Jump to content

Trump v. Hillary

Zach Caldwell

Recommended Posts

I am sure that caught your attention. This is not a thread about who you support. Both have those who support them and those who do not and then you have those who do not want to vote for either.

Voting in the United States is considered a civic duty. So let's assume that is true. To exercise that civic duty we must vote for a candidate, even if we do not like our options. 

So if someone decides they cannot vote for either candidate, are they abdicating their civic duty? Is it worse to not vote than to vote for the lesser of two evils? For good or bad the United States has a two party system.

Link to comment
Share on other sites

I was raised that voting was my civic responsibility. I was taught to look at all candidates and issues from both sides as much as I possibly could and try to decide who was the best person to govern the country. Sometimes you might be faced with not liking either candidate but you have to make the best choice you can. I would never not vote.

To me, to not vote, means that I then do not have a right to complain about what comes after that decision. I have on occasion happened upon those who have not voted and they raise bloody hell about things not going right. That frankly, pisses me off. It also means I give that person less credibility to whatever the have to say about government, politician, or policy. Doing the right thing is not always an easy thing to do. This election cycle, I think is very important and I hope everyone gets out and votes.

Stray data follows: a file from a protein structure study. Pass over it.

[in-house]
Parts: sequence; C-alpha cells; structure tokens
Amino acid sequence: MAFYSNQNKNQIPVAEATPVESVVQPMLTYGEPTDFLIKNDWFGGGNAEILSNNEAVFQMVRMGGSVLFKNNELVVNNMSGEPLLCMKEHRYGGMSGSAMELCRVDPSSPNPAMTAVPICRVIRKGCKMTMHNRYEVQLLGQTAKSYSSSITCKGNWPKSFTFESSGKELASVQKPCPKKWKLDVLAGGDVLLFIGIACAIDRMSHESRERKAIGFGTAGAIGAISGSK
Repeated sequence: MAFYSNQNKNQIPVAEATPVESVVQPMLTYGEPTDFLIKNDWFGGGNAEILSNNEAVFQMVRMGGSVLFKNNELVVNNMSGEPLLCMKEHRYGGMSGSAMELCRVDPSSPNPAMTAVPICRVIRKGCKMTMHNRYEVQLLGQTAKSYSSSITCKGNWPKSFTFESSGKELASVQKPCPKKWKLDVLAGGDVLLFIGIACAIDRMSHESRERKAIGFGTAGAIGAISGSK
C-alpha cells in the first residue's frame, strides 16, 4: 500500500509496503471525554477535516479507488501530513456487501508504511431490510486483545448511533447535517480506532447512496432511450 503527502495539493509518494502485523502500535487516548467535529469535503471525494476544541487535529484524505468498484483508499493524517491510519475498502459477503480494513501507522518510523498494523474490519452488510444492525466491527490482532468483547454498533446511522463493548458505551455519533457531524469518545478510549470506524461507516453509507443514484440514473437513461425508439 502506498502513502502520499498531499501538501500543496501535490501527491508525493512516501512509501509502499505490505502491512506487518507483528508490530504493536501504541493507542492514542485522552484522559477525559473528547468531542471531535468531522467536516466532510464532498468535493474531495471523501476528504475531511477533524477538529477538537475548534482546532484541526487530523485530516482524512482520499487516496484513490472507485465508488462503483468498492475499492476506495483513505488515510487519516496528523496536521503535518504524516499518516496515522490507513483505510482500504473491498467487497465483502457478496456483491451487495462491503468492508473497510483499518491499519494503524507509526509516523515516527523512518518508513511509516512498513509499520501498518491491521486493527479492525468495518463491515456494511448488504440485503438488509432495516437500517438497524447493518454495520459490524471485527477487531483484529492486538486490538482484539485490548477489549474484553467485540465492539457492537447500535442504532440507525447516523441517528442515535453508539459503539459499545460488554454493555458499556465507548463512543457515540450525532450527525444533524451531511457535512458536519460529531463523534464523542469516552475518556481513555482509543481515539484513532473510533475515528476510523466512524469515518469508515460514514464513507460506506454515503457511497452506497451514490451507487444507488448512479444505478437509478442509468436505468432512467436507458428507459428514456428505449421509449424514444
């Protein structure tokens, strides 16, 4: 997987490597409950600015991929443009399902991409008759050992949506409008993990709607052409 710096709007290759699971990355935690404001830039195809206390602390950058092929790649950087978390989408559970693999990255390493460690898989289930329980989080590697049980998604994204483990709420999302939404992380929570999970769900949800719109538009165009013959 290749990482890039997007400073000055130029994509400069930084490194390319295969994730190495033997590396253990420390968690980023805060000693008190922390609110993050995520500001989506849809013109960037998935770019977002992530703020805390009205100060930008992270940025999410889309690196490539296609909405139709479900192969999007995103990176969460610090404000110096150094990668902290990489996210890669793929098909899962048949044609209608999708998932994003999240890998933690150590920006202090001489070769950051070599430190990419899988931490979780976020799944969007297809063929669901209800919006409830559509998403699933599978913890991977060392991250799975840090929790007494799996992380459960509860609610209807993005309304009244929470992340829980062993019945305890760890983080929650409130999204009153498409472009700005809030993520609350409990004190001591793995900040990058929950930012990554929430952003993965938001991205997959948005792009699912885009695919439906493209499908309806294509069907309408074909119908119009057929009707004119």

Link to comment
Share on other sites

This election cycle is more important than ever.

Regardless of who you see as the better pick to lead our country, the one thing that should galvanize you is who that candidate will select to sit on the Supreme Court. We currently have a Court that is evenly split between two opposing ideologies. This will not last.

My sense of civic responsibility and duty compels me to select that candidate which will select a Justice that will be true to our Constitution as it was understood to mean at the time it was voted into existence.

Link to comment
Share on other sites

We have had difficult choices as a country before.  We've faced these, as each citizen must, weighing the decisions in the quiet of our minds, the crucible of our hearts.  To not vote is still a choice, and often the subject of a different sort of morality.  Is not voting a moral choice based on rejecting both or all candidates?  Or does not voting mark some as not having the courage to find a path based on the choices available, no matter how things do not align perfectly with our own concepts?

Like many, I was raised in a politically divided house.  My father was a firm Republican who believed that things needed to be steady, that leading from a position of strength and advantage on the global stage was how to maintain our country's dominance in a world still adjusting from the many changes of World War II.  My mother was very much a liberal Democrat who embraced the ideals of social justice, equality, helping those who need help and protecting those without a voice.  Both were strong in their catholic faith, which gave them both a strong sense of family, compassion for their fellows, and community.  Traits that they passed on to me, although I have left the church, for different reasons.